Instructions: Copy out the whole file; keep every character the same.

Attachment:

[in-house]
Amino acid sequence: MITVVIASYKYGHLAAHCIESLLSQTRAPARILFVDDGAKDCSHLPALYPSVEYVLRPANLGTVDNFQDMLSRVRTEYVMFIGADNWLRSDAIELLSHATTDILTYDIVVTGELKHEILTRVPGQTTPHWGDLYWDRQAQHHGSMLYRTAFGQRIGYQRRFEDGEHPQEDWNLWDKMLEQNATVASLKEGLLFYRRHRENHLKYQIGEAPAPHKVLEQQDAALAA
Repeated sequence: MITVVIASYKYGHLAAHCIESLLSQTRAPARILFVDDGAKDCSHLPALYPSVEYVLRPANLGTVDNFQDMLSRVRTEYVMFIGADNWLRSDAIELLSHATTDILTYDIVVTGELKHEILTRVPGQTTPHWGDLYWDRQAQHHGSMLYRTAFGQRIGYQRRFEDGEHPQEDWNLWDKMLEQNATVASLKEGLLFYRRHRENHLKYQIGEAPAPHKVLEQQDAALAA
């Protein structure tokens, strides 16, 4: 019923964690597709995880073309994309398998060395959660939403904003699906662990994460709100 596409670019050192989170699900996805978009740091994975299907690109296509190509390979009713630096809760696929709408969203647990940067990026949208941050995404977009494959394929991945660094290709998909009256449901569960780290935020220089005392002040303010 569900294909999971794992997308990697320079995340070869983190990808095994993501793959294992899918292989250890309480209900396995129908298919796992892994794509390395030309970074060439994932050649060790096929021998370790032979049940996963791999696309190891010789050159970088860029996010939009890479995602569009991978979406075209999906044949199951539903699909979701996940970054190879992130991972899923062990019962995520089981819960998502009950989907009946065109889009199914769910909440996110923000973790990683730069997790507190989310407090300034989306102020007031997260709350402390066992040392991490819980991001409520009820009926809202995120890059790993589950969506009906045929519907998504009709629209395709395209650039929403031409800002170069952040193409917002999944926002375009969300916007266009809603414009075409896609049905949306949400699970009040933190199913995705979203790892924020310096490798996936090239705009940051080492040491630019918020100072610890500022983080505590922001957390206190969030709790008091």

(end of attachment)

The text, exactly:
[in-house]
Amino acid sequence: MITVVIASYKYGHLAAHCIESLLSQTRAPARILFVDDGAKDCSHLPALYPSVEYVLRPANLGTVDNFQDMLSRVRTEYVMFIGADNWLRSDAIELLSHATTDILTYDIVVTGELKHEILTRVPGQTTPHWGDLYWDRQAQHHGSMLYRTAFGQRIGYQRRFEDGEHPQEDWNLWDKMLEQNATVASLKEGLLFYRRHRENHLKYQIGEAPAPHKVLEQQDAALAA
Repeated sequence: MITVVIASYKYGHLAAHCIESLLSQTRAPARILFVDDGAKDCSHLPALYPSVEYVLRPANLGTVDNFQDMLSRVRTEYVMFIGADNWLRSDAIELLSHATTDILTYDIVVTGELKHEILTRVPGQTTPHWGDLYWDRQAQHHGSMLYRTAFGQRIGYQRRFEDGEHPQEDWNLWDKMLEQNATVASLKEGLLFYRRHRENHLKYQIGEAPAPHKVLEQQDAALAA
């Protein structure tokens, strides 16, 4: 019923964690597709995880073309994309398998060395959660939403904003699906662990994460709100 596409670019050192989170699900996805978009740091994975299907690109296509190509390979009713630096809760696929709408969203647990940067990026949208941050995404977009494959394929991945660094290709998909009256449901569960780290935020220089005392002040303010 569900294909999971794992997308990697320079995340070869983190990808095994993501793959294992899918292989250890309480209900396995129908298919796992892994794509390395030309970074060439994932050649060790096929021998370790032979049940996963791999696309190891010789050159970088860029996010939009890479995602569009991978979406075209999906044949199951539903699909979701996940970054190879992130991972899923062990019962995520089981819960998502009950989907009946065109889009199914769910909440996110923000973790990683730069997790507190989310407090300034989306102020007031997260709350402390066992040392991490819980991001409520009820009926809202995120890059790993589950969506009906045929519907998504009709629209395709395209650039929403031409800002170069952040193409917002999944926002375009969300916007266009809603414009075409896609049905949306949400699970009040933190199913995705979203790892924020310096490798996936090239705009940051080492040491630019918020100072610890500022983080505590922001957390206190969030709790008091």